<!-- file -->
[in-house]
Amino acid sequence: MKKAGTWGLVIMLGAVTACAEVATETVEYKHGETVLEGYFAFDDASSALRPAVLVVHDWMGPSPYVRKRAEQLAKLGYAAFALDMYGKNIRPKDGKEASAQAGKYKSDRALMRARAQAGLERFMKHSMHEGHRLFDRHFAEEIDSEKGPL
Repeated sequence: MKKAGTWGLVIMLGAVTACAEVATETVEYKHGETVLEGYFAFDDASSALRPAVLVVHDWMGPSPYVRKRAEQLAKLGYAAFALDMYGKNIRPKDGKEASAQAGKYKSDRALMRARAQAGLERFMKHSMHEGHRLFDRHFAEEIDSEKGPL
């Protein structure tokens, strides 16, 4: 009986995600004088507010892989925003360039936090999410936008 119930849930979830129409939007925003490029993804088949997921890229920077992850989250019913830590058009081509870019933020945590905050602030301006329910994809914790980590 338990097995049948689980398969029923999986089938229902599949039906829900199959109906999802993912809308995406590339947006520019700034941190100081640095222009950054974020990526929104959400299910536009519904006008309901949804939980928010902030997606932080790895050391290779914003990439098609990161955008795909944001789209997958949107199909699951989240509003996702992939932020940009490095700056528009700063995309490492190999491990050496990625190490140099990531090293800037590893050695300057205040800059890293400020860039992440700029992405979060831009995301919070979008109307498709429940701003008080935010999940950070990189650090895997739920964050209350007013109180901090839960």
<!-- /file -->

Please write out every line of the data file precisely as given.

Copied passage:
[in-house]
Amino acid sequence: MKKAGTWGLVIMLGAVTACAEVATETVEYKHGETVLEGYFAFDDASSALRPAVLVVHDWMGPSPYVRKRAEQLAKLGYAAFALDMYGKNIRPKDGKEASAQAGKYKSDRALMRARAQAGLERFMKHSMHEGHRLFDRHFAEEIDSEKGPL
Repeated sequence: MKKAGTWGLVIMLGAVTACAEVATETVEYKHGETVLEGYFAFDDASSALRPAVLVVHDWMGPSPYVRKRAEQLAKLGYAAFALDMYGKNIRPKDGKEASAQAGKYKSDRALMRARAQAGLERFMKHSMHEGHRLFDRHFAEEIDSEKGPL
């Protein structure tokens, strides 16, 4: 009986995600004088507010892989925003360039936090999410936008 119930849930979830129409939007925003490029993804088949997921890229920077992850989250019913830590058009081509870019933020945590905050602030301006329910994809914790980590 338990097995049948689980398969029923999986089938229902599949039906829900199959109906999802993912809308995406590339947006520019700034941190100081640095222009950054974020990526929104959400299910536009519904006008309901949804939980928010902030997606932080790895050391290779914003990439098609990161955008795909944001789209997958949107199909699951989240509003996702992939932020940009490095700056528009700063995309490492190999491990050496990625190490140099990531090293800037590893050695300057205040800059890293400020860039992440700029992405979060831009995301919070979008109307498709429940701003008080935010999940950070990189650090895997739920964050209350007013109180901090839960």